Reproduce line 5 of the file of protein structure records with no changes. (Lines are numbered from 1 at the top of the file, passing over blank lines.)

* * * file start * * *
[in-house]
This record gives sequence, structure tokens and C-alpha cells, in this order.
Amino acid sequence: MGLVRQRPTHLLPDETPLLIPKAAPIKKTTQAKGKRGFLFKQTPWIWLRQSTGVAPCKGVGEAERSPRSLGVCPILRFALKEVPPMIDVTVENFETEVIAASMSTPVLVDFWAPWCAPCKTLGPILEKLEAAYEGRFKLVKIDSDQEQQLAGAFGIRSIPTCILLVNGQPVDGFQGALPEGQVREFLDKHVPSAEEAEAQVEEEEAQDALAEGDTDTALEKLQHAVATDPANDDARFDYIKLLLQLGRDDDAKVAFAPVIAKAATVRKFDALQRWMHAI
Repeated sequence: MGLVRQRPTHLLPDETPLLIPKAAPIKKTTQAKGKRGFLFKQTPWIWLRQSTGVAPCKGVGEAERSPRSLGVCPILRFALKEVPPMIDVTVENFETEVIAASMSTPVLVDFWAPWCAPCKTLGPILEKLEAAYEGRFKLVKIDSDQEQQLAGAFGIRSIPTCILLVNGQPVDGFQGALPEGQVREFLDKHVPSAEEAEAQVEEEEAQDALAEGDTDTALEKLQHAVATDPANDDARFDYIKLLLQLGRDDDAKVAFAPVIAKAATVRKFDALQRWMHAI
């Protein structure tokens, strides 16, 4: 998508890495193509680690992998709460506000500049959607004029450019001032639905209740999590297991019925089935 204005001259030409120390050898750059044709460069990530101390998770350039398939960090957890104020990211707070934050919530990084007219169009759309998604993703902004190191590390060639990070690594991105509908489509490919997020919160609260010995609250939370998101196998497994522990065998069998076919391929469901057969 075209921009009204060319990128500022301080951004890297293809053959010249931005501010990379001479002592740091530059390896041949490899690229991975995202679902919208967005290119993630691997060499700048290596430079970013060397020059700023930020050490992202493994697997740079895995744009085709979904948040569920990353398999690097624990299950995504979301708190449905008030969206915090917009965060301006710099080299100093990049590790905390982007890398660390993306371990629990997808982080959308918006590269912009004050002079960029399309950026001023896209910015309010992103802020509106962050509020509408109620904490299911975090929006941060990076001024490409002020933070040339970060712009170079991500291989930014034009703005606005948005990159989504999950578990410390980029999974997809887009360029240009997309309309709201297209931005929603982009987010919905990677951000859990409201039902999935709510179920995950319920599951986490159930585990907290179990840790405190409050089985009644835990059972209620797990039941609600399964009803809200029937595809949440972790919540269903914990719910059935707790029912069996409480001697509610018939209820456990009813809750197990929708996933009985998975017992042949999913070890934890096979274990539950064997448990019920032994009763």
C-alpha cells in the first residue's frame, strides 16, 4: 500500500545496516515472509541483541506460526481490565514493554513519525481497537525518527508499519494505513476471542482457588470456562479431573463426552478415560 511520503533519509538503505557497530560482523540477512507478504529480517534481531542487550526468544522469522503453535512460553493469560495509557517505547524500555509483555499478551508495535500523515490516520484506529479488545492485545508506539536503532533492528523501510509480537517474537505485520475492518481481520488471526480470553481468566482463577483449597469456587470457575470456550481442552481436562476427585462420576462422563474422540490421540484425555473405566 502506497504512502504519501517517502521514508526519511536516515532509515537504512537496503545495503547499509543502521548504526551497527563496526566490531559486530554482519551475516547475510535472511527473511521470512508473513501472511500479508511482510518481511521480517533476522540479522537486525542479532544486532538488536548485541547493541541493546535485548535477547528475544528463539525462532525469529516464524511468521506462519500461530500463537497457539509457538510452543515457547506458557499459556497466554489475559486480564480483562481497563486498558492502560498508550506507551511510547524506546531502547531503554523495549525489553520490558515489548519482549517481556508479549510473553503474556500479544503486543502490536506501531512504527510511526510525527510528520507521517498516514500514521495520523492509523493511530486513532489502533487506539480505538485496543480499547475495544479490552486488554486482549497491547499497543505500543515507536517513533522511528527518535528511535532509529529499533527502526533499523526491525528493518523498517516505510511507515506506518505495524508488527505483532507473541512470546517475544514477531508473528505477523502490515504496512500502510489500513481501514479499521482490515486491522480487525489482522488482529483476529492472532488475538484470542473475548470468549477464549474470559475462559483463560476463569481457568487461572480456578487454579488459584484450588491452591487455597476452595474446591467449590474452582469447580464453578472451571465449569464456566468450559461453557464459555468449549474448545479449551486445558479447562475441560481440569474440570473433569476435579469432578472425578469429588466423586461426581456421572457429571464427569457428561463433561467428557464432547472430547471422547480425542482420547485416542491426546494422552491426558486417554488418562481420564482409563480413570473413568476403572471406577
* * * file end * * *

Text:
């Protein structure tokens, strides 16, 4: 998508890495193509680690992998709460506000500049959607004029450019001032639905209740999590297991019925089935 204005001259030409120390050898750059044709460069990530101390998770350039398939960090957890104020990211707070934050919530990084007219169009759309998604993703902004190191590390060639990070690594991105509908489509490919997020919160609260010995609250939370998101196998497994522990065998069998076919391929469901057969 075209921009009204060319990128500022301080951004890297293809053959010249931005501010990379001479002592740091530059390896041949490899690229991975995202679902919208967005290119993630691997060499700048290596430079970013060397020059700023930020050490992202493994697997740079895995744009085709979904948040569920990353398999690097624990299950995504979301708190449905008030969206915090917009965060301006710099080299100093990049590790905390982007890398660390993306371990629990997808982080959308918006590269912009004050002079960029399309950026001023896209910015309010992103802020509106962050509020509408109620904490299911975090929006941060990076001024490409002020933070040339970060712009170079991500291989930014034009703005606005948005990159989504999950578990410390980029999974997809887009360029240009997309309309709201297209931005929603982009987010919905990677951000859990409201039902999935709510179920995950319920599951986490159930585990907290179990840790405190409050089985009644835990059972209620797990039941609600399964009803809200029937595809949440972790919540269903914990719910059935707790029912069996409480001697509610018939209820456990009813809750197990929708996933009985998975017992042949999913070890934890096979274990539950064997448990019920032994009763």